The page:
We went for another walk on the road in the morning. We went further than last night and came across the biggest animal poops I’ve ever seen in the wild!

Then footprints as big as my feet!

What the hell makes these? Bison? Haven’t seen any. Maybe those cows that were as tall as I was near Carlsbad Caverns.

We reverse our directions from last night and are soon driving west toward Coronado National Monument. It takes us about 2 hours. I go into the Visitor’s Center and get some info on the park. The Ranger and I look at a couple maps to figure out the best way for us to go. I went to go to Montezuma’s Overlook and then on to Parker Canyon Lake. If nice, maybe we’ll stay there.
Typical native dwelling for the desert region.
Probable Coronado temporary military dwelling.
Coronado was looking for the lost Seven Cities of Gold. His exploratory expedition had 1500 people. They traveled 4000 miles into what’s now the Sourhwestern US. Their scribe recorded their encounters with natives in the region. The first contact with locals in this area.
It’s about 5 miles on dirt road to the Overlook, and then 15 more dirt miles to the Lake. The road from the lake is paved. So washboards, here we come!

Views from the road.
The road to the overlook is pretty bad. The parking lot has 4 Border Patrol vehicles. Two with some kind of sensing equipment. I’m guessing infrared. Sherman and I are going to hike a mile to Coronado Peak.
A group of hikers is unloading themselves and their stuff is we pass and I ask where there’s headed. Turns out this is that southernmost trailhead of The Arizona Trail. It’s about a 5 mile walk to the border, so they leave their packs and head off to touch the stone marker at the border, come back for their packs and head north 800 miles to the Colorado border. It’s the first long distance hike for most of them. One woman is bringing her 8 year old daughter who is totally psyched about thru-hiking the state of Arizona. Near the end, the trail goes down and up the Grand Canyon. How cool is that!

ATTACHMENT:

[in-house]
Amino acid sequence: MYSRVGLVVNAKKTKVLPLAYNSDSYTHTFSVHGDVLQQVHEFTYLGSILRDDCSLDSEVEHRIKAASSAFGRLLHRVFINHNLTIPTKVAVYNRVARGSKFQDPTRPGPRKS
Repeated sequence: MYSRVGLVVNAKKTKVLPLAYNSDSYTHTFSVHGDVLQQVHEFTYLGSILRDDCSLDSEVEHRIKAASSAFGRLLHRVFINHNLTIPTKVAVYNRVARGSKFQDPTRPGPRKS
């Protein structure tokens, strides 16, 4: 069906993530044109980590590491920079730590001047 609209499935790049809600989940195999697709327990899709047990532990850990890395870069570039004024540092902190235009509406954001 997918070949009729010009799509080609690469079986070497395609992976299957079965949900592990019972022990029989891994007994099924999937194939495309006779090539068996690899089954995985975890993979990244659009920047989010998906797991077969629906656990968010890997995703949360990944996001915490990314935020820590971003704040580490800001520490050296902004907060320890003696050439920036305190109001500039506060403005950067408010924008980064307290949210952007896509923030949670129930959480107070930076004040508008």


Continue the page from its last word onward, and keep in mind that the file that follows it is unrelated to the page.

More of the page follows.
Sherman and I go to the peak and back down.
100 years ago natives were still living here traditionally. Such fast change. We, as they did, believe our culture will endure, and not experience these same cataclysmic changes.

Two views south into Mexico.
Border Patrol with their infrared scanners.
There’s a Ranger at the picnic tables. I go to talk with him about the park, the trails, and illegal immigrants. He says there are very few immigrants coming through these days. It’s almost all drugs. A couple days ago the infrared saw a group sneaking up a canyon at the border. Turns out there were 12. They fought eight. Four are still loose. There are Border Agents on motorcycles and helicopters looking for them now. They are drug mules. He laughed about the Trump Wall. There’s a wall at the border of the park. He said it doesn’t stop anyone who wants to get over. They bring ladders, blow holes in the wall or dig tunnels. You’d need a watchtower every mile.
I said, “How about just legalizing all the drugs and put the cartels out of business?” He laughed. Said, “That’s too simple for government or corporate work.”
We headed off to Parker Canyon Lake. The road was horrible in places and ok in places. It took about 90 minutes to go the 15 miles.
The camping at the lake was not impressive. So, we had lunch at a nice shady picnic table, then drove to the marina area, parked and walked for an hour around the lake, then back.
Walking along the shore on the far side of the lake.
Then I look toward the other end of the lake, and WOAH!! Cloud magic!

Driving away from the lake. More cloud magic!

As we head up the road there are no clouds. The show was just there around the lake for us.
From here we could go back a couple miles to a 50 mile dirt road to Nogales, AZ, or go north toward Tucson and then head back south again. Freeway time. About an hour north on the freeway we turn off and head southwest again, toward Nogales.
I find a Starbucks with Google wifi and stop to get all the photos to sync between all my devices. Takes about 45 minutes to sync 600MB. That’s more like it! Rural internet speed REALLY, REALLY SUCK! Top LTE speeds are 3-4mbs upstream, 1mbs downstream. Wifi is frequently slower.
I find a BLM site about 30 minutes away. We head there. When we arrive… It’s not a great spot, but will be quiet and very near the road to tomorrows destination. All good.